On Friday the Environmental Protection Agency (EPA) announced a proposal to create carbon dioxide (CO2) emission regulatory standards for future fossil fuel power plants in the United States as part of President Barack Obama’s sweeping plan to combat climate change through the reduction of carbon pollution and through a greater national reliance on cleaner methods of energy generation.
The EPA plan focuses on future gas-fired and coal-fired power plants; it does not address standards on existing power plants. Specific limits to new large and small gas-fired plants are 1,000 pounds of CO2 per megawatt-hour and 1,100 pounds of CO2 per megawatt-hour, respectively. Meanwhile, the proposal limits new coal-fired power plants to 1,100 pounds of CO2 per megawatt-hour with the option to average this emission limit over several years at the cost of needing to meet tougher restrictions over the course of the time period.
According to the Washington Post, present average CO2 output for gas-fired plants is 800 to 850 pounds per megawatt-hour while the present average for coal-fired plants is 1,768 pounds of CO2 per megawatt-hour.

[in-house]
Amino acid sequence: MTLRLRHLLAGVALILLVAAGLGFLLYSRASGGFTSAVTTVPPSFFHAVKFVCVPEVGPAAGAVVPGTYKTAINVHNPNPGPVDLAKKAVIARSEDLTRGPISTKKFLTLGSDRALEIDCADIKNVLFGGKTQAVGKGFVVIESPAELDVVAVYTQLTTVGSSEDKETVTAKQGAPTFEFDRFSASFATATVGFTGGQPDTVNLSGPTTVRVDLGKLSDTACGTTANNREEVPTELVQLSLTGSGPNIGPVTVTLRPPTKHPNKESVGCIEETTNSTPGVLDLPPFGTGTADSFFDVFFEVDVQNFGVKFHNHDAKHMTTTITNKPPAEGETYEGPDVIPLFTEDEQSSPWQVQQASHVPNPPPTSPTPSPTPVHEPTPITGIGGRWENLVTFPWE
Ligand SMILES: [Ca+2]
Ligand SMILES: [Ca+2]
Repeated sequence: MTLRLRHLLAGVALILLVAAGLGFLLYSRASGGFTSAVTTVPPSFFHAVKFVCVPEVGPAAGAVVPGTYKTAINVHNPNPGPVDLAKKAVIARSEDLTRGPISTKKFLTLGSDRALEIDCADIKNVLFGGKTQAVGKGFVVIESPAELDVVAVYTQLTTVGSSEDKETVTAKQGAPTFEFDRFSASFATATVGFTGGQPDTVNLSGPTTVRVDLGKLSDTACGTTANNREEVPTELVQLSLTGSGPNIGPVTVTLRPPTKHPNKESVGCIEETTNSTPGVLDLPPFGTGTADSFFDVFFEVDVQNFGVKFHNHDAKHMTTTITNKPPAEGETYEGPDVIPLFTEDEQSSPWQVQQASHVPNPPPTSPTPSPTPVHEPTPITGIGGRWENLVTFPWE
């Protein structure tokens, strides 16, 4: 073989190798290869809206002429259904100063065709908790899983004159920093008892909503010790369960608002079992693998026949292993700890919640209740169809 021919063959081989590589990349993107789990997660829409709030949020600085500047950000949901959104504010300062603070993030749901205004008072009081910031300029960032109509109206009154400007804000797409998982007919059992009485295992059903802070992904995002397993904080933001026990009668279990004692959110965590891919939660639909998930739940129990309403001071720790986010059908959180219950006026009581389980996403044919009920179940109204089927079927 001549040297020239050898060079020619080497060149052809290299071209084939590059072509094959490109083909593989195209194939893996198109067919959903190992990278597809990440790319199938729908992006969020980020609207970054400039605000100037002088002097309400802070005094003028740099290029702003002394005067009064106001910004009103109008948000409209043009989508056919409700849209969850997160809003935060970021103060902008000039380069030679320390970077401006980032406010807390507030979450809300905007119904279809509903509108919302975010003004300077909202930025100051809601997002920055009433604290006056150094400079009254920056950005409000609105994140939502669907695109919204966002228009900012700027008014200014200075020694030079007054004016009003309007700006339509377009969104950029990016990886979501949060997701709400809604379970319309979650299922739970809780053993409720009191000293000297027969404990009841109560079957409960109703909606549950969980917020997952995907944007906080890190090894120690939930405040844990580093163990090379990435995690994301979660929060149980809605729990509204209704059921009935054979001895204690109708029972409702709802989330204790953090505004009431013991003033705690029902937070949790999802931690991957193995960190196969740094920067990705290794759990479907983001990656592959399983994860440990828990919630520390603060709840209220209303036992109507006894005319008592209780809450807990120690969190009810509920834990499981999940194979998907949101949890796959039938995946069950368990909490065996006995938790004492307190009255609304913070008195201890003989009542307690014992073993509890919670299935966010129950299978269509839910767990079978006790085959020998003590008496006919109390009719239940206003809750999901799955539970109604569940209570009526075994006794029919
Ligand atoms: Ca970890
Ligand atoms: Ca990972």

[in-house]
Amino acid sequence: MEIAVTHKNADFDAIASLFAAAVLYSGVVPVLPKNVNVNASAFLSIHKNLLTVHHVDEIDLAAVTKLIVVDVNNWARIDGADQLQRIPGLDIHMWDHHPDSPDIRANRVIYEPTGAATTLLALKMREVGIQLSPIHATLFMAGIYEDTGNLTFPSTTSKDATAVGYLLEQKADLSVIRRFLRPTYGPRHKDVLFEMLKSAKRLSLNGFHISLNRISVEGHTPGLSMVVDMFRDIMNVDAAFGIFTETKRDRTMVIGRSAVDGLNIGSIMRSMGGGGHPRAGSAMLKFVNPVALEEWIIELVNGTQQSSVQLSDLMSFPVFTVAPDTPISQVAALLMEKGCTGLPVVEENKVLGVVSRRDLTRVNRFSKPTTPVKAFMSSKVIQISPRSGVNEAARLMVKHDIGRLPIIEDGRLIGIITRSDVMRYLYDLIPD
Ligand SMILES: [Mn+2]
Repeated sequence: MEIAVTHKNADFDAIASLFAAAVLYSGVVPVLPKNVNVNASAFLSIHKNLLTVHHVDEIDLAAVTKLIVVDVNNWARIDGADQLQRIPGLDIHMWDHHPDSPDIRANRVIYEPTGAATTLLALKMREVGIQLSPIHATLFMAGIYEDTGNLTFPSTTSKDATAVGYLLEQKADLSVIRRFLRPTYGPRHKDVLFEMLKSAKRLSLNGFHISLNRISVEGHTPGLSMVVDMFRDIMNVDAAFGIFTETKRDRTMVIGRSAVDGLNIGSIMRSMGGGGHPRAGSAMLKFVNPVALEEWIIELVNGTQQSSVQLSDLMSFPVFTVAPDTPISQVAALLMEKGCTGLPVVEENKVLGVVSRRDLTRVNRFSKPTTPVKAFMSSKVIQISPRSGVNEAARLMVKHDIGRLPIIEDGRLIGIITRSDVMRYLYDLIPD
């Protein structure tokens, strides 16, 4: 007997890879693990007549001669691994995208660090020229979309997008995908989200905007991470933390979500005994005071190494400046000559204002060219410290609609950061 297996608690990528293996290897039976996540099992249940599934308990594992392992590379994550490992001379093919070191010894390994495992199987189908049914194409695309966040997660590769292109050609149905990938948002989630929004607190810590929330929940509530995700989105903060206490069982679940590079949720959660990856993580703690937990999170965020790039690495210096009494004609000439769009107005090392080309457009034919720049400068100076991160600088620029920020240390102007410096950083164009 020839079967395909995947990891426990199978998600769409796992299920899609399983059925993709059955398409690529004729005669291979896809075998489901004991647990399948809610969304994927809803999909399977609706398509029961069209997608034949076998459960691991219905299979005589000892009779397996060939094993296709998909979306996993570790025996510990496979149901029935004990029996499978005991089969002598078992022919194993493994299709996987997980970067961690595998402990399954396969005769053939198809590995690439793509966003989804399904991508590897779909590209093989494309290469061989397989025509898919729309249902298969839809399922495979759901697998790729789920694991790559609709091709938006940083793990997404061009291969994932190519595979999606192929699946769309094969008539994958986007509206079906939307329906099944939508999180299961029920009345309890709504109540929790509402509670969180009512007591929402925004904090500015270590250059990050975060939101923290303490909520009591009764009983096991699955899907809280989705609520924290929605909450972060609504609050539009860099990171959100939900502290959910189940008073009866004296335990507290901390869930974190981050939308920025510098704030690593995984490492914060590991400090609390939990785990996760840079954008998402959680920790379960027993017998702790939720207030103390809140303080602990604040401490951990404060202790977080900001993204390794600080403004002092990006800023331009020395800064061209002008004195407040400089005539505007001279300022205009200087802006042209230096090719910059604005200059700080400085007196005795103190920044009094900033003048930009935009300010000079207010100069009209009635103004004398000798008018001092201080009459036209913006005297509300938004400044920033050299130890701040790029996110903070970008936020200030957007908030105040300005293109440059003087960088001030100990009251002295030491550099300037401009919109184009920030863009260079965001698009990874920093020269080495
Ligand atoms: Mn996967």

The press release from the EPA noted that approximately one-third of greenhouse gas emissions in the United States are generated by power plants; presently there are no national CO2 emission regulations for power plants.
The EPA will work with local, state and tribal governments in order to implement the proposed regulations.
The EPA is presently working on the creation of carbon emission standards for existing power plants and the agency expects to release the proposal for those regulations on June 1, 2014.
EPA Administrator Gina McCarthy remarked about the proposed standards, “Climate change is one of the most significant public health challenges of our time. By taking commonsense action to limit carbon pollution from new power plants, we can slow the effects of climate change and fulfill our obligation to ensure a safe and healthy environment for our children.
“These standards will also spark the innovation we need to build the next generation of power plants, helping grow a more sustainable clean energy economy,” she added.
President Obama initially announced his plan to combat climate change in June in a speech at Georgetown University.